Question 8 If I’m tested negative in one test, does it mean I’ll not get infected ever in my life?

If one gets infected with HIV, his/her body will develop antibodies to the virus. If the test finds antibodies, the person concerned will be positive and if the test does not find antibodies, it will show negative. It often takes at least 3 months, usually longer, before one develops enough antibodies to test positive. This period is called ‘window period’. If one gets tested negative within this period, it never means that he would not get tested positive after this window period. Thus, if one finds him at risk of getting infected after committing any sort of risky practice, he should get tested at least twice and needs to practice safe practices to protect him/her self and others also.

 

Question 9 Is it true that a healthy looking person can never be HIV positive?

The HIV infection begins as soon as the virus enters into the body of a susceptible host through any of the routes of transmission. In the initial stage, the person himself does not come to know about it and generally there exists no sign of this infection. His health may remain same as it was before the infection. This stage is called as ‘window period’ and if a blood sample is taken at this time for testing the HIV antibodies, the result may be negative. The virus then multiplies rapidly producing a state acute viraemia, which is manifested in 20-30% of the cases as fever, headache, diarrhoea and rashes, which is usually passed off by the affected person or his physician as a bad flu.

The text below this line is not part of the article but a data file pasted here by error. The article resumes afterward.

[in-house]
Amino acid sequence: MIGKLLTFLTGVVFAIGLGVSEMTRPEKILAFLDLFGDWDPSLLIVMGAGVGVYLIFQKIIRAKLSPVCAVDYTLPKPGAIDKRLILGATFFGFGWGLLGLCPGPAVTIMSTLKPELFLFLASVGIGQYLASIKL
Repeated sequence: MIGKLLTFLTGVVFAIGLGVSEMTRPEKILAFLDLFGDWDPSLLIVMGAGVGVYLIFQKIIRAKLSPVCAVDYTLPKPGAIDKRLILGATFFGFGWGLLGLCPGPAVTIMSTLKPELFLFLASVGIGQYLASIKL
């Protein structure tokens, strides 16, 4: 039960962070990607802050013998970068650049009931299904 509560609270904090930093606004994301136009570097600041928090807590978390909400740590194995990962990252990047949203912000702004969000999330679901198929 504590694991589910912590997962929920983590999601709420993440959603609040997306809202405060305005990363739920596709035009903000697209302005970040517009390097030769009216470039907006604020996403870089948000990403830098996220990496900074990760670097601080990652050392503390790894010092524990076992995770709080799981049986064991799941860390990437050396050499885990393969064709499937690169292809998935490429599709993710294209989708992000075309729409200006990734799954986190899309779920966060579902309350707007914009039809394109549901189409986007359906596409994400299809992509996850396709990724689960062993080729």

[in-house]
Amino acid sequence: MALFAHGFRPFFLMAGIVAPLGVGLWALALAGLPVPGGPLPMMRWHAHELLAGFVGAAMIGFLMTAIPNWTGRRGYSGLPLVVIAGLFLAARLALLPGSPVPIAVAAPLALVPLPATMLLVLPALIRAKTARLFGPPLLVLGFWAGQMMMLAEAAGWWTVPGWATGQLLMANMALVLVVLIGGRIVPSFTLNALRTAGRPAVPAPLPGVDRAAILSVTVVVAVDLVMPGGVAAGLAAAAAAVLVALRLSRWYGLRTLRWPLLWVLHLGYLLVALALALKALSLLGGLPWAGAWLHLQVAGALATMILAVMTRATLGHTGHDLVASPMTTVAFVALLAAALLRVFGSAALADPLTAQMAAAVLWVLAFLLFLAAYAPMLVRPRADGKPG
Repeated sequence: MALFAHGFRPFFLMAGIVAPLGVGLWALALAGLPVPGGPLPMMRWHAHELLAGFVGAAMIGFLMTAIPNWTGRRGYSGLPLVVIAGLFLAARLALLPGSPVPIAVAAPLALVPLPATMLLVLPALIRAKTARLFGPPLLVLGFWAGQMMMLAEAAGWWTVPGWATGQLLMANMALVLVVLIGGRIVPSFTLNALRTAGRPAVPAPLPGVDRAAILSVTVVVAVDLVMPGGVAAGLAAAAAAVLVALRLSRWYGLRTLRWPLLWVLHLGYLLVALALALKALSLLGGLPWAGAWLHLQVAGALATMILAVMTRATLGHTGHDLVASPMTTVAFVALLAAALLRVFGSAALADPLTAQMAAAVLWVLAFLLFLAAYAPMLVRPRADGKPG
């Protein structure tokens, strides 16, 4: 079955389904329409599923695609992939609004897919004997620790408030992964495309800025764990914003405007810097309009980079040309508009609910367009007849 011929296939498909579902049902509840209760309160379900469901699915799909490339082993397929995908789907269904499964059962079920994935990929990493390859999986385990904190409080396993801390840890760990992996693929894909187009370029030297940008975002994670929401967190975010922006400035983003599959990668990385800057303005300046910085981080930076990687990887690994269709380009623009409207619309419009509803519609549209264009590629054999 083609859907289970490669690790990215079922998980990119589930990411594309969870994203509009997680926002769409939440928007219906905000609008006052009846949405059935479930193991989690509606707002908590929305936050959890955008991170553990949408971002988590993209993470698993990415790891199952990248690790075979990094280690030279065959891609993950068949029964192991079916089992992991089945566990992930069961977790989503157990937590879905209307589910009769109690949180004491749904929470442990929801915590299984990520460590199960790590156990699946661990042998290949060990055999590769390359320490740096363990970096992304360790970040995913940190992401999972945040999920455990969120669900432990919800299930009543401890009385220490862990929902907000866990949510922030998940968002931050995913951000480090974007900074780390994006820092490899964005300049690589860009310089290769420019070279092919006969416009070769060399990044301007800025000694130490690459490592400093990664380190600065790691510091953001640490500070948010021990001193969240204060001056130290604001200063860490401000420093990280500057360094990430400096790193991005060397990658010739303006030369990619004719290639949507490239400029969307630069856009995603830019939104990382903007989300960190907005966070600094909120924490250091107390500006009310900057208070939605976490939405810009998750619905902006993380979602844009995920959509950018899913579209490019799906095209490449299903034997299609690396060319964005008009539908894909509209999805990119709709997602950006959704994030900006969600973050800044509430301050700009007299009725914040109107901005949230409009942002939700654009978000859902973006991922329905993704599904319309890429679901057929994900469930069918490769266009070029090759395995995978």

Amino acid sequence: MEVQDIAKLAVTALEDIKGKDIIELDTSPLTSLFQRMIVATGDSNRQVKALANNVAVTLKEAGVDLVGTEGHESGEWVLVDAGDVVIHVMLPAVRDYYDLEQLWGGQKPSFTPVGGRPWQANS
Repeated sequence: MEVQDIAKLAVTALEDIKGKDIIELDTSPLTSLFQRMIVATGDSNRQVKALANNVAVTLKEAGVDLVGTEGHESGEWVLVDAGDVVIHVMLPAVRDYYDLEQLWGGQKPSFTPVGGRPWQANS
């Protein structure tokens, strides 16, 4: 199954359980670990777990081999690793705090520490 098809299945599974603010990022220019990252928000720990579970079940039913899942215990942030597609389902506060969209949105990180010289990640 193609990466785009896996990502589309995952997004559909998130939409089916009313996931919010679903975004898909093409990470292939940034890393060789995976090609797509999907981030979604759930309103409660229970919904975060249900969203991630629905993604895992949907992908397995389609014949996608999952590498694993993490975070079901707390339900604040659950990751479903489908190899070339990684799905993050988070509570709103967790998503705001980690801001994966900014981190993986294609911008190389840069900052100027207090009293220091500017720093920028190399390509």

Thus, a healthy looking person may also be an infected one and carry the virus and more importantly spread the infection.

 

Question 10 I have heard that there are drugs that can cure AIDS. Is it true?

At the moment there is no known cure for AIDS. However there are drugs known as Anti retrovirals or ARVs (since HIV is a retrovirus). They can help a person by reducing the HIV related morbidity and mortality, improving the quality of life, restoration and/or preservation of immunological function and maximal and durable suppression of viral replication.